Jess’s story: Overcoming isolation through music in lockdown

We spoke to Jess Fisher, a young disabled musician who works with local arts organisations, to find out more about her creative social action project funded by TMC.

First of all, can you tell us a little bit about your project?

My project was inspired by lockdown and the impact of the Covid-19 pandemic back in 2020. I didn’t really know what to do with myself at the time – I wanted to be creative and share my story. I thought ‘What can I do to inspire other people?’. So I thought I’d share my own story and how music has helped me.

How did you find out about the bursary that TMC was offering?

It was through Inspire Youth Arts. They saw it pop up as part of TMC’s funding opportunities and shared it with me. They recognised that it would be good for me to have a creative outlet and to tell my story, because they thought it was really important to share.

What was the inspiration behind your project?

I think, for me, at the very beginning of pandemic, I hit a low point in myself. I realised that I needed help and support, and I wanted to channel those emotions in a positive way. Inspire Youth Arts were really great at this time; they continued music classes with me and enabled me to have an outlet. I feel it’s important to remember that it’s okay not to be okay. We all need support sometimes and that’s okay – we shouldn’t feel guilty about that.

Who did you want to help through your project?

My target audience was people with disabilities, because I’m very passionate about that. I wanted to say, ‘don’t let the label define who you are’. I wanted people to see a different view of disability. Society always expects us to be okay, but we still have feelings and we’re still human. I wanted to get the point across that even though we might have to do something in a different way, we can adapt everything to make it work – and that’s the same for creative outlets.

How did you approach your project?

For me, the process of delivery was very creative and musical. I wanted to incorporate music but put it into an animation and ‘draw my life’. Drawing isn’t my strong point, so I used the funding to find an animator and use someone else’s skillset. This was a great opportunity, because it meant that I had to communicate with other people during lockdown when we were already cut off from the rest of the world in many ways.

What has the project done for you?

It really boosted my confidence, because I had to work with another artist who lived in another part of the world. Because I took ownership of that, it gave me a sense of confidence in knowing that I can do things for myself and that I don’t always have to rely on other people. It proved to myself that I could take ownership of things and that I didn’t need approval from others to make important decisions.

The project also became a bit of a distraction from the challenges we faced during lockdown. It became this great source of motivation and reaffirmed that I can still do all these amazing and meaningful things.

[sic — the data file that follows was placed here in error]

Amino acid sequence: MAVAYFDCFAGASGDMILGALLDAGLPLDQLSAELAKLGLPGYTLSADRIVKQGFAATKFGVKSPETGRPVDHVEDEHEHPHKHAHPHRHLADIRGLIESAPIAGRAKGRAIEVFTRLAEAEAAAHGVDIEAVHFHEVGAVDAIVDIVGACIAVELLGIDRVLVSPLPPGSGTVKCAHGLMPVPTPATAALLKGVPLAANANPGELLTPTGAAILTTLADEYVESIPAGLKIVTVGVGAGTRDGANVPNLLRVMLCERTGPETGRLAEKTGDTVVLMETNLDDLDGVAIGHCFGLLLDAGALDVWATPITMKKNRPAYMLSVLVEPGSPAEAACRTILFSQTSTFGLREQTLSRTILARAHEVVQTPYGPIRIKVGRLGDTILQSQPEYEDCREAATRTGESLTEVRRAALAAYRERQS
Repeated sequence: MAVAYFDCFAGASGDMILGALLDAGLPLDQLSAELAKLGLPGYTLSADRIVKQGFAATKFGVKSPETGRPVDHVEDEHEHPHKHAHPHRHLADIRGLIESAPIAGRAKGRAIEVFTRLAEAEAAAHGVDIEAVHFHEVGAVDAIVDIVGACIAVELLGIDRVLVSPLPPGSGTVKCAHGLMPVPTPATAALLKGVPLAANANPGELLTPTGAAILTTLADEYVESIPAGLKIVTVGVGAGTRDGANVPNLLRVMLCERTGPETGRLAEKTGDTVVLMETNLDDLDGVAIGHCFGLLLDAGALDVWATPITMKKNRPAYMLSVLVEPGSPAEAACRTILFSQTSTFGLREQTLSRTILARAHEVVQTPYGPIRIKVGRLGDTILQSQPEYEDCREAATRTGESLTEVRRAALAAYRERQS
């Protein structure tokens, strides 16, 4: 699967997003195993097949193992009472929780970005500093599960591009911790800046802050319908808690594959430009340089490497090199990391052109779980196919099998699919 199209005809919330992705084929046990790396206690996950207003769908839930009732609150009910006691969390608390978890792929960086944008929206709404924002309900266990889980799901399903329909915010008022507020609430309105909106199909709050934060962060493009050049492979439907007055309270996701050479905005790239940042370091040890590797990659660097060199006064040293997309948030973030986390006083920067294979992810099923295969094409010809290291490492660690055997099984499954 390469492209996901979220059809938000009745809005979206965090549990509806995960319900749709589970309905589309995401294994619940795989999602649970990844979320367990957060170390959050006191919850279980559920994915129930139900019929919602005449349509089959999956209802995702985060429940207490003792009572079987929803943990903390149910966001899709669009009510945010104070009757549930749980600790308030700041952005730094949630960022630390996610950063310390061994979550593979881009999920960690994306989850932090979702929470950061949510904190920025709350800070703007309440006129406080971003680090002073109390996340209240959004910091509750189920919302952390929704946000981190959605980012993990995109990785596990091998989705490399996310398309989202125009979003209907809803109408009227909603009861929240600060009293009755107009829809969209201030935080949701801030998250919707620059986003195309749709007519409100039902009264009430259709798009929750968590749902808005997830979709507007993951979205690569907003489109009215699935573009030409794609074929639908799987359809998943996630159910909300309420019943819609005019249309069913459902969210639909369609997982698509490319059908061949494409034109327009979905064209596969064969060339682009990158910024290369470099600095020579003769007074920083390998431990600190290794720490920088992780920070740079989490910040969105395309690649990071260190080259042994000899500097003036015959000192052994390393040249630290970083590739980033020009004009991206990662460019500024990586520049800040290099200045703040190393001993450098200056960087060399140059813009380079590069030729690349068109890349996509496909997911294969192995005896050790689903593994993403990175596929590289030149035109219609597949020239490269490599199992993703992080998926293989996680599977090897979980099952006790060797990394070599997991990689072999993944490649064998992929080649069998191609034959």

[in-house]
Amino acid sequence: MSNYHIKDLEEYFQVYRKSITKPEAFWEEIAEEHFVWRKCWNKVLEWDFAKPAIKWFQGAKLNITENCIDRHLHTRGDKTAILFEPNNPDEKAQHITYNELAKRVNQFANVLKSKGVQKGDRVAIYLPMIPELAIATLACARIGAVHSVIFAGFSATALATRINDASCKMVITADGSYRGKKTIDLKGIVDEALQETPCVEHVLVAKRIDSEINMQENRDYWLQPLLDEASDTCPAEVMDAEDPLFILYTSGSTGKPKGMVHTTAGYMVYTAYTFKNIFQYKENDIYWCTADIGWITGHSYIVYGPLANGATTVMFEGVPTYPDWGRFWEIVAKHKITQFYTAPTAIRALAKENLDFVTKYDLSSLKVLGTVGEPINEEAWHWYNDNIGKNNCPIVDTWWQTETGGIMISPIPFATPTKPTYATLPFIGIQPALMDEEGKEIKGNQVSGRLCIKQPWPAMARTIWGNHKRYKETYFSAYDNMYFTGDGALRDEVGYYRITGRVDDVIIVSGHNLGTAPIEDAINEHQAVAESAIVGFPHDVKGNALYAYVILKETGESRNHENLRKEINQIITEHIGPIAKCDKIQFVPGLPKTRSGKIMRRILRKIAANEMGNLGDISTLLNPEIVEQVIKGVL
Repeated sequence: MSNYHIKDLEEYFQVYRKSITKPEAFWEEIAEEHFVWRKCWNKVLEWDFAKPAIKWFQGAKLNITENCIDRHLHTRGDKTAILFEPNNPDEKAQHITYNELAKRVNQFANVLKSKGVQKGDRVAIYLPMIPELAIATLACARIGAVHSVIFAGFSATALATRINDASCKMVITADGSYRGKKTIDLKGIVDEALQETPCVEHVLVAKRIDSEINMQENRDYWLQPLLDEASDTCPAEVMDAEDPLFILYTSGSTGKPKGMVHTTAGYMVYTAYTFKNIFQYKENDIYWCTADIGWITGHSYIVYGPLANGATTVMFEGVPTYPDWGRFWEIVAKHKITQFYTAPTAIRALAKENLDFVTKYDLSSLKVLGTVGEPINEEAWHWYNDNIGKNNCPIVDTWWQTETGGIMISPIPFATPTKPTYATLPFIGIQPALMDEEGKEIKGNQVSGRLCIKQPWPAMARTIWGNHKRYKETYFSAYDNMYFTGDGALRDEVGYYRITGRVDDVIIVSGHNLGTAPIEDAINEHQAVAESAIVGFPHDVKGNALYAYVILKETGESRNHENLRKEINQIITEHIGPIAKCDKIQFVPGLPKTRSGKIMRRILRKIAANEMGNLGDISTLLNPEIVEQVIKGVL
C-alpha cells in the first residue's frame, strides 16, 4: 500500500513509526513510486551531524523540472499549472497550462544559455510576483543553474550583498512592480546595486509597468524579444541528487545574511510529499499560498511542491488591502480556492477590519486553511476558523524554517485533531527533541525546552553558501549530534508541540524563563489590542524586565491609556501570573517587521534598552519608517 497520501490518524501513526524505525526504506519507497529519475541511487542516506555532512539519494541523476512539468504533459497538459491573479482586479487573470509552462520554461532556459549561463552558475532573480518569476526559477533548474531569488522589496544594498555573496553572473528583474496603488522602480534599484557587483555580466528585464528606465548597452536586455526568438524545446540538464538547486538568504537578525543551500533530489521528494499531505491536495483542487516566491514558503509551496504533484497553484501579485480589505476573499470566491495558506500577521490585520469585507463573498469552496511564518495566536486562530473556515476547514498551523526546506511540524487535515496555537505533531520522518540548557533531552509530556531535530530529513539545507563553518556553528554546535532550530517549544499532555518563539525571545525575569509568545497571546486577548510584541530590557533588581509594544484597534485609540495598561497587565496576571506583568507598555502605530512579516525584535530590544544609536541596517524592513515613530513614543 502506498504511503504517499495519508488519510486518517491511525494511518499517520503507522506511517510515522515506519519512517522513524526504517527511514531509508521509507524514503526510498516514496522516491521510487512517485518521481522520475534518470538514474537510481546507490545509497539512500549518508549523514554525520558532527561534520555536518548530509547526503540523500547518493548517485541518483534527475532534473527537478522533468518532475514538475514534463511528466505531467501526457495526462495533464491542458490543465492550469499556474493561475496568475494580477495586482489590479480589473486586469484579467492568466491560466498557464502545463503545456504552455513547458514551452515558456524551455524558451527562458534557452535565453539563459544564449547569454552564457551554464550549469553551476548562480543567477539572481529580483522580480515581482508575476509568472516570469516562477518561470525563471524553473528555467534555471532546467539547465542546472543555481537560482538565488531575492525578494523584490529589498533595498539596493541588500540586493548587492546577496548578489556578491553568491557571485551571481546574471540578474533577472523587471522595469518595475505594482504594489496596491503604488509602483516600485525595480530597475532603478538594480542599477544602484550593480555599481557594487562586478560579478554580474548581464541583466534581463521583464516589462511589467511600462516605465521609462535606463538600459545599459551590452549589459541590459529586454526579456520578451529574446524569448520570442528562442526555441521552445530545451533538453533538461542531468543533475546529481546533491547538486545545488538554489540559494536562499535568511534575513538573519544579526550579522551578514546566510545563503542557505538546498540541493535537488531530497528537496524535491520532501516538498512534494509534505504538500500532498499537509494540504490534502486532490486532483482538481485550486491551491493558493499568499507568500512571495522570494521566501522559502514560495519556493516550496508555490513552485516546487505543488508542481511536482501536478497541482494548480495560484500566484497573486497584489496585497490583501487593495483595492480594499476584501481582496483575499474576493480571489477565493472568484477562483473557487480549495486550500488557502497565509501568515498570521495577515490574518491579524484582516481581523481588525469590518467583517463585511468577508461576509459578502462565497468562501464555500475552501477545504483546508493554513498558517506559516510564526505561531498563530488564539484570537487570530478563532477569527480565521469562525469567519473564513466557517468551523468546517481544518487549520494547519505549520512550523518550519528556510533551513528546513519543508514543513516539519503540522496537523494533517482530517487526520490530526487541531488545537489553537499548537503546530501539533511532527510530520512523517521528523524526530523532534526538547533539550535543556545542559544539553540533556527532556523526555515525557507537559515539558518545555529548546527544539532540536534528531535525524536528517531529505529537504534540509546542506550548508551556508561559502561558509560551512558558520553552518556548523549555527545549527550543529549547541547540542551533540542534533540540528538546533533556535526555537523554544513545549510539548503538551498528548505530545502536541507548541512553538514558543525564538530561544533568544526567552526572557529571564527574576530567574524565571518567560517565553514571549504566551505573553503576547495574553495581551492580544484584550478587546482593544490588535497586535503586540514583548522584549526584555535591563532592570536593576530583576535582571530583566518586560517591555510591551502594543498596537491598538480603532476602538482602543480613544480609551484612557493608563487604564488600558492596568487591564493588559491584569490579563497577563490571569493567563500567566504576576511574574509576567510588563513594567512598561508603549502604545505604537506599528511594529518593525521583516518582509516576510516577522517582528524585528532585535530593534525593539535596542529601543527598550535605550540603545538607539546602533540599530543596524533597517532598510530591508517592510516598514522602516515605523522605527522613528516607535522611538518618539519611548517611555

What advice would you give to other young people who are thinking about applying for funding through TMC?

I think I would give them the advice I gave to myself… I completed my project and realised that I needed to make a few changes. For example, to make it fully accessible, I needed to add audio description and voiceover. I really had to just pause and consider: is my project accessible? If not, is there any way it can be? Put yourself in other people’s shoes and what would you want from the project from that particular person.

What did you learn?

I think the main thing I learned was that you have to be prepared to make changes and adapt with projects like this. For example, I shared the video with one of my colleagues who is visually impaired. I realised quickly that I’d created an amazing piece of work, but this particular person couldn’t access the whole experience. All they could hear was my music, but they weren’t getting the full affect. It really shook a nerve with me. I didn’t want people to not be able to experience the intended impact of my project just because they are visually impaired. I didn’t want anyone to be excluded!

I realised that it should be normalised and standard practice for things like voiceovers and audio descriptions to be added. It can be an expensive option, depending on which route you go down, but it should be a free accessible thing that everyone can use. I’m really thankful for Digit Music, a pro audio organisation, which helped me to make the video accessible by adding voiceover and audio description.

What was your experience of working with TMC and your Creative Coach?

My Creative Coach was really helpful, especially since we were in the midst of lockdown. They ensured I was on the right track and were always there to say ‘you can do this’ whenever I doubted myself. They were able to help in areas I wasn’t confident with but gave support to enable me to grow and develop in those areas, which I’m so grateful for.

I really want to say thank you to everyone involved in the project. It provided me with so much motivation and helped me to realise that I can still do things. TMC made me feel so at peace during such a strange time – a time where no one knew what was going to happen.

How would you describe the Youth Cultural Life Fund in three words?

Inspiring, motivating, uplifting – it was a really uplifting project and I’d do it again in a heartbeat!


Watch Jess’s video!